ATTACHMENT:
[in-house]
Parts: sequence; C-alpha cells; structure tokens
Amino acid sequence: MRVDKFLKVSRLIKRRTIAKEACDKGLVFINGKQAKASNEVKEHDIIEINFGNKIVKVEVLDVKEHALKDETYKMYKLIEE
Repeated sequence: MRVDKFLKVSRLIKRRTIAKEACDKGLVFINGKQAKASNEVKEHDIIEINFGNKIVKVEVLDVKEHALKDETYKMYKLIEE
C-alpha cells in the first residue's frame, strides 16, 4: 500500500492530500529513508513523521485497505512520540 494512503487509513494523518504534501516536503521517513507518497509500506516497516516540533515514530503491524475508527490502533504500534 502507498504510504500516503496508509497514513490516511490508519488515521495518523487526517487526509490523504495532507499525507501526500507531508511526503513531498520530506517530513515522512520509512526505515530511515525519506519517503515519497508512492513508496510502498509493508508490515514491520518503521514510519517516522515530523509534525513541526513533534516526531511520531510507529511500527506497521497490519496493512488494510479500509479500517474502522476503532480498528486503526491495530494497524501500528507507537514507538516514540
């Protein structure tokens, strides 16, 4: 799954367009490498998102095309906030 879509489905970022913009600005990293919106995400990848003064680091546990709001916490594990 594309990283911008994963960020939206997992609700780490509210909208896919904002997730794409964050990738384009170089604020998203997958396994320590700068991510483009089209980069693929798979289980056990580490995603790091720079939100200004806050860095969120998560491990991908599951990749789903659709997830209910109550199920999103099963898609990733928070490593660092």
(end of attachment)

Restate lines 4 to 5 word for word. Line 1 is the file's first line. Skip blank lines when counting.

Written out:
Repeated sequence: MRVDKFLKVSRLIKRRTIAKEACDKGLVFINGKQAKASNEVKEHDIIEINFGNKIVKVEVLDVKEHALKDETYKMYKLIEE
C-alpha cells in the first residue's frame, strides 16, 4: 500500500492530500529513508513523521485497505512520540 494512503487509513494523518504534501516536503521517513507518497509500506516497516516540533515514530503491524475508527490502533504500534 502507498504510504500516503496508509497514513490516511490508519488515521495518523487526517487526509490523504495532507499525507501526500507531508511526503513531498520530506517530513515522512520509512526505515530511515525519506519517503515519497508512492513508496510502498509493508508490515514491520518503521514510519517516522515530523509534525513541526513533534516526531511520531510507529511500527506497521497490519496493512488494510479500509479500517474502522476503532480498528486503526491495530494497524501500528507507537514507538516514540